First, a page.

Some of the sets over the weekend brought tears to everyone’s eyes, whether they wanted them or not. Allison Russell’s coming out party was in full force over the weekend and she finished it with her own rousing set. Playing songs from her excellent new record Outside Child for the first time, she also narrated the set, taking us through her life story and leaving her old self behind and by set’s end becoming who she is today. Julien Baker’s lyrics are always tough to get through, but listening to them under a beating hot sun in the middle of the summer gave them a new weight. Hiss Golden Messenger’s songs are cathartic and he was really leaning in to them during his set at times speaking of the heaviness of the past year and how it has changed everything we know. Lake Street Dive, who closed the Quad stage on Wednesday, had everyone tearing up when they ended their amazing set with three songs for the late Rita Houston, who was a pillar of the music world. They brought out Chris Thile for “Starman” by David Bowie, Allison Russell for “You Are Not Alone” by Mavis Staples, and Jonathan Russell of The Head and The Heart for “Instant Karma” by John Lennon. It was an unbelievably emotional ending for everyone in attendance.
It always seems like once an artist plays Newport once, they want to come back every year and though it was a paired down version this year, alums were back. Bonny Light Horseman, who made their live debut at the festival in 2019, came back and played a fantastic set. With a couple of new songs in tow, the band wowed us again with their harmonies and musicianship. Chris Thile had an early set on the final day and was so excited to be on stage he couldn’t contain his smile for the full hour he was on stage. It was amazing to hear him go from covering The White Stripes to Bach without even blinking. Another great solo set was by Sharon Van Etten, who hadn’t been to the festival in years. She covered her entire career over the 11 song set and while she talked about being rusty and nervous on stage, I think Sharon could have played on the stage the entire day. This was a sentiment of many of the artists who were playing their first or second show in a year and a half. As the sets wore on, you could see them all become more comfortable being on stage again.
Comedy doesn’t have the greatest track record at the festival. A few years ago when Cheech and Chong were there, it didn’t go so well, but this year Fred Armisen knocked it out of the park. While he ended his set very early, while he was on stage he mixed music and comedy perfectly. Beck, who headlined Tuesday, mixed plenty of comedy into his set that seemed to come to him on a whim. He would pick songs, like a cover of Prince’s “Raspberry Beret,” out of thin air and it would work every time. He brought in guests too with Sharon Van Etten on “Asshole” and Jack Antonoff on “Everybody’s Got to Learn Sometime” and for the majority of the Smokey Hormel was in tow playing guitar and adding depth to the lone acoustic guitar Beck was playing. During “Lost Cause” Armisen was wheeled out on his drum riser and he started to soundcheck for his “1 AM set.” Eventually this bled in to a very long and hilarious “Debra” where Fred and Beck went back and forth during the chorus saying incorrect names. The whole set came to a close with a crowd sing-a-long of “Loser.”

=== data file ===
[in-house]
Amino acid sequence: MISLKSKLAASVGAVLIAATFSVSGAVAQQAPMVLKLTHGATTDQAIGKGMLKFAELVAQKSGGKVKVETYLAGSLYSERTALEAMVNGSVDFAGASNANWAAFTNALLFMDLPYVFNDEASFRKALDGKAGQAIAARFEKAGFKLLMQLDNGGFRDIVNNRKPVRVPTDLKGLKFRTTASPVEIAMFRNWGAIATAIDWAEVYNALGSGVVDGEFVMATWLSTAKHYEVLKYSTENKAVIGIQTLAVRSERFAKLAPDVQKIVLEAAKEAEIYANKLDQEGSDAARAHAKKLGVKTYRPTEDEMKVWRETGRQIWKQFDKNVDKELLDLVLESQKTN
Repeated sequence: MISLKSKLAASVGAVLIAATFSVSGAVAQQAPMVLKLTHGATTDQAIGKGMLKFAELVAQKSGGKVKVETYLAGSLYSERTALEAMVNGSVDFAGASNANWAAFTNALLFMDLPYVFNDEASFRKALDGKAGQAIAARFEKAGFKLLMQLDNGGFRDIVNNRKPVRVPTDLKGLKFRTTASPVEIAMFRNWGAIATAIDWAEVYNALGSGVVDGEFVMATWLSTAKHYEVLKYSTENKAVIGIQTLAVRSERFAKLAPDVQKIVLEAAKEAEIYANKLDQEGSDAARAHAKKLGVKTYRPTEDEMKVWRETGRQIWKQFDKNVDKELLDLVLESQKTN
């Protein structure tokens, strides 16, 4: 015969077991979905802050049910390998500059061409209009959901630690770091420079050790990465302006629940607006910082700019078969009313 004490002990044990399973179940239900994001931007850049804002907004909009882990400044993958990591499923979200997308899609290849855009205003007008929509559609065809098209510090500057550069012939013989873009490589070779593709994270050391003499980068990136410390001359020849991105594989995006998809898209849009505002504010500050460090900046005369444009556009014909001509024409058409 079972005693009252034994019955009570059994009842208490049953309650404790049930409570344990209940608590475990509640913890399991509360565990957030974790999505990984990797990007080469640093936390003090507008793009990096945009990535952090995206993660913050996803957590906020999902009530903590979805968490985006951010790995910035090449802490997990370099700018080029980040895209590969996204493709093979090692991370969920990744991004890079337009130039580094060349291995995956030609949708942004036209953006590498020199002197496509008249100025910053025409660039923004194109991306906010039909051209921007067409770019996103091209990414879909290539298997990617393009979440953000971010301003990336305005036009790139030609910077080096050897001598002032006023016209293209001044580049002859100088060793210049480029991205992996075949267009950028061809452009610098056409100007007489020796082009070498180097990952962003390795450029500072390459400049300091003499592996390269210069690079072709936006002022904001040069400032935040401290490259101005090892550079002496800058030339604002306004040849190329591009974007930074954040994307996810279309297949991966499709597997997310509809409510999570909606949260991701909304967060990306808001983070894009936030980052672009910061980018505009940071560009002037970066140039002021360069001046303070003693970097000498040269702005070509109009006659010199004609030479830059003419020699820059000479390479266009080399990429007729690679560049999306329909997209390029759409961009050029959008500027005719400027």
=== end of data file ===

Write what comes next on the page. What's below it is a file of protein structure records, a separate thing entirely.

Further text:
The other headliners were Brothers of a Feather on Monday and Deer Tick on Wednesday. Chris and Rich Robinson played a beautiful10 song set as the sun set on the first Monday the festival has ever had. They were in good spirits and were clearly enjoying the break from their just started Black Crowes tour. As the opening notes of “Jealous Again” kicked the set off, the crowd screamed in joy and both brothers had smiles a mile wide. By day six everyone was exhausted, but Deer Tick made it feel like day one with an energetic set to bring it all to a proper close. About half way through the 23 song set the group covered ZZ Top’s “Cheap Sunglasses” in honor of Dusty Hill who passed away. It wouldn’t be a closing set with friends helping out and Courtney Marie Andrews, S.G. Goodman, Katie Pruitt, and Langhorne Slim helped harmonize on “Too Sensitive for This World.” A few songs later the festival came to a proper close the only way it could, with everyone backstage coming out to help sing “Goodnight, Irene.”
The six days of Folk On showed how the music world can move forward. You needed to show you were vaccinated or had tested negative. The fact that these shows were at half capacity helped with easing back in to the live music world. A few other festivals have taken place at full capacity, and although Newport had been given the green light to do that, they decided that it was best for everyone involved to keep it small. Personally I would love for this format to stay for the future, but there is already buzz that next year, with everything working out perfectly, that we’ll be back to three days at the fort with multiple stages and full capacity. Regardless of what the future brings, anyone who went to these six days of music will have memories that will last forever.
Article/Images: Bryan Lasky